Entertainment & Arts

Hollyoaks overtakes EastEnders as UK's 'most violent soap'

Rick Spencer (Victor Gardener) in Hollyoaks Image copyright Channel 4
Image caption A recent Hollyoaks storyline saw Rick Spencer (Victor Gardener) fighting for his life after a brutal attack

Hollyoaks has overtaken EastEnders as the UK's most violent soap, according to new research from Ofcom.

The media watchdog found that Channel 4's teen drama had 11.5 violent scenes per hour in 2013, up from 2.1 in 2002.

By contrast, violence in EastEnders has dropped, from 6.1 scenes per hour in 2002 to 2.1 per hour today.

Across all four main soaps, including Coronation Street and Emmerdale, 70% of episodes depicted at least one violent incident.

The violence logged by Ofcom's researchers ranged from intimidation and menace to drownings and shootings.

Pushing, prodding and grabbing were the most common acts, accounting for 35% of all violent scenes across the 11-year period of research.

Strong violence which might make the viewer uncomfortable was very infrequent, Ofcom noted, accounting for 6% of the total.

"Violence appears to be quite prevalent," the report said. "It occurred in the large majority of episodes and even the remainder may be considered to have had an evident potential for violent scenes to develop.

"However most of the violence portrayed was quite mild. Indeed, in the majority of cases, the violent act portrayed was judged as too mild to result in any evident injuries."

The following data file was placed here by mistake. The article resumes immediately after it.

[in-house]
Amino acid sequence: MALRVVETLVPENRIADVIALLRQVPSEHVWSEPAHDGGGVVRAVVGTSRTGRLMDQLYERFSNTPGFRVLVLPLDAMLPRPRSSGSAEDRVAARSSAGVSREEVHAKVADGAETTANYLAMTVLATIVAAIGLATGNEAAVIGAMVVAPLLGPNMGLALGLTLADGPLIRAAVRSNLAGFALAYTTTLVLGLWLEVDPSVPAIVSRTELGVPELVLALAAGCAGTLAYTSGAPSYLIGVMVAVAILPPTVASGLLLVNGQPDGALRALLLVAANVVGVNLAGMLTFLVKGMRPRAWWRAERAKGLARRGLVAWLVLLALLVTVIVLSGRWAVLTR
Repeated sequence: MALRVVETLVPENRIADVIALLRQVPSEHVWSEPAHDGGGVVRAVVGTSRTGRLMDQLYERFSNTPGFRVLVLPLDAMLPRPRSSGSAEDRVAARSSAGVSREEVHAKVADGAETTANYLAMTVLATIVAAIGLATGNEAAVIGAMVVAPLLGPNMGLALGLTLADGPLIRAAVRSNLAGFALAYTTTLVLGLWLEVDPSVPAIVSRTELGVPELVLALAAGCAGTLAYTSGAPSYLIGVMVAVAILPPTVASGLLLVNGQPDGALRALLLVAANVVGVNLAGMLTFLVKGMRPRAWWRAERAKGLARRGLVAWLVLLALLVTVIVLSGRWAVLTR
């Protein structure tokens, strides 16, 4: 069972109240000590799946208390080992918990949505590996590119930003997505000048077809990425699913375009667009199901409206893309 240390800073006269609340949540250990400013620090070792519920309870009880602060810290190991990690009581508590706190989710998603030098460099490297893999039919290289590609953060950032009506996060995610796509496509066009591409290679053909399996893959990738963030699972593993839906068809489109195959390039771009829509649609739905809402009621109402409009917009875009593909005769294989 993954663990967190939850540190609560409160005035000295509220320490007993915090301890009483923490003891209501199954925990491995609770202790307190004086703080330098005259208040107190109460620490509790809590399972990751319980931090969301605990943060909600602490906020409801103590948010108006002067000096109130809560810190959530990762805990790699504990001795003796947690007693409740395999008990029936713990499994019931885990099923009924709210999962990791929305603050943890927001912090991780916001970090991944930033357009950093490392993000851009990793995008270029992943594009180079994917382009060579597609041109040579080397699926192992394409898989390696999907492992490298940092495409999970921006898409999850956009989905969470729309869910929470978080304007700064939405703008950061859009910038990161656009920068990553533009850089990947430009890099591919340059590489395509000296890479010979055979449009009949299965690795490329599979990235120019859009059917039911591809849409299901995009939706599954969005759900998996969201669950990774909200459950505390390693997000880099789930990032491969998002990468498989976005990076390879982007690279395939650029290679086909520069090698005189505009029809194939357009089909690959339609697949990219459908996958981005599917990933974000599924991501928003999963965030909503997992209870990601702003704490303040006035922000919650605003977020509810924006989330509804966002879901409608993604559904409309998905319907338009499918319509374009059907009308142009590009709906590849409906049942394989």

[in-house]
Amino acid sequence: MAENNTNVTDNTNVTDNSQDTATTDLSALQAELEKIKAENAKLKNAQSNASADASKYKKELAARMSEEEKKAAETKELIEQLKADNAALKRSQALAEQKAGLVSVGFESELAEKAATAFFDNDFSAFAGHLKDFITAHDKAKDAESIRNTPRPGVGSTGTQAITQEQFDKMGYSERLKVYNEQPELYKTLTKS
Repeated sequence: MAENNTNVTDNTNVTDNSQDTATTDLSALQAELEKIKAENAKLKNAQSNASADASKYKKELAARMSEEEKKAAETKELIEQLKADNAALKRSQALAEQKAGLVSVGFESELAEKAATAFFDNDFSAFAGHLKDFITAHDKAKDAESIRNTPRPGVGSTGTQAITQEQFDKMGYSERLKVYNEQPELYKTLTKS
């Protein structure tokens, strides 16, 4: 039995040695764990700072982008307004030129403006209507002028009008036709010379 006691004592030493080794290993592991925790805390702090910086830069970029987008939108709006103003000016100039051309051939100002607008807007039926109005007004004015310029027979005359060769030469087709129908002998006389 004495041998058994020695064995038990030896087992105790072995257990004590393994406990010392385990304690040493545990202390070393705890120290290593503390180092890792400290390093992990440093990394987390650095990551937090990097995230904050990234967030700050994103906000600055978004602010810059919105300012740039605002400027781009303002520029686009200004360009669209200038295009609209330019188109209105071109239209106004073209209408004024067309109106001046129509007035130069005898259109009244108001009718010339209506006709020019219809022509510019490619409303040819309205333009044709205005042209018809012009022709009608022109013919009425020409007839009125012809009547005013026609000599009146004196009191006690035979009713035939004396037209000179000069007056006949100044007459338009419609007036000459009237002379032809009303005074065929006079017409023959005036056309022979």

The study found soaps usually indicated when violence was likely to occur, so viewers were "rarely surprised" by it.

Carried out in four "waves", over a 12-year period, the research reflected an upward trend in soap opera violence, but noted the incidence of aggressive acts fluctuated widely between programmes.

Violent scenes per hour, by soap
Coronation Street EastEnders Emmerdale Hollyoaks
2001 - 2002 3.4 6.1 2.5 2.1
2006 - 2007 2.9 5.5 4.0 1.9
2011 - 2012 3.0 3.9 4.6 5.5
2013 2.4 2.1 4.1 11.5

The research comes a year after Hollyoaks was censured for a scene in which a character was pushed under a train and killed.

Ofcom ruled the "violent and shocking" scene was unsuitable to be shown before the watershed.

In its ruling, Ofcom highlighted official Barb figures which showed 10% of the total audience of the episode were aged between four and nine years old.

Watershed still important

Alongside the research into soaps, Ofcom revealed a new survey of viewers attitudes to on screen violence.

It found the watershed was still an important factor in people's expectations, with many prepared to tolerate only moderate violence before 21:00.

All of those surveyed agreed children should not be exposed to sexual violence on TV before and straight after the watershed and that "strong scenes with a vulnerable victim" were also unacceptable in the early evening.

Ofcom also found the likelihood of older children watching television after 21:00 "underlined the importance of a gradual transition of content change between 21:00 and 22:00 for some parents".

Other viewers, however, commented that on-screen violence "contributed to their TV viewing experience" because it made action and drama programmes "seem realistic and provided tension" and "keeps you watching".

Overall, Ofcom found the number of viewers who said there was excessive violence on TV fell from 55% in 2008 to 35% in 2013.

The regulator said the research would be used to update its guidance to broadcasters and would inform decisions when "investigating TV programmes with violence shown before, or soon after, the watershed".

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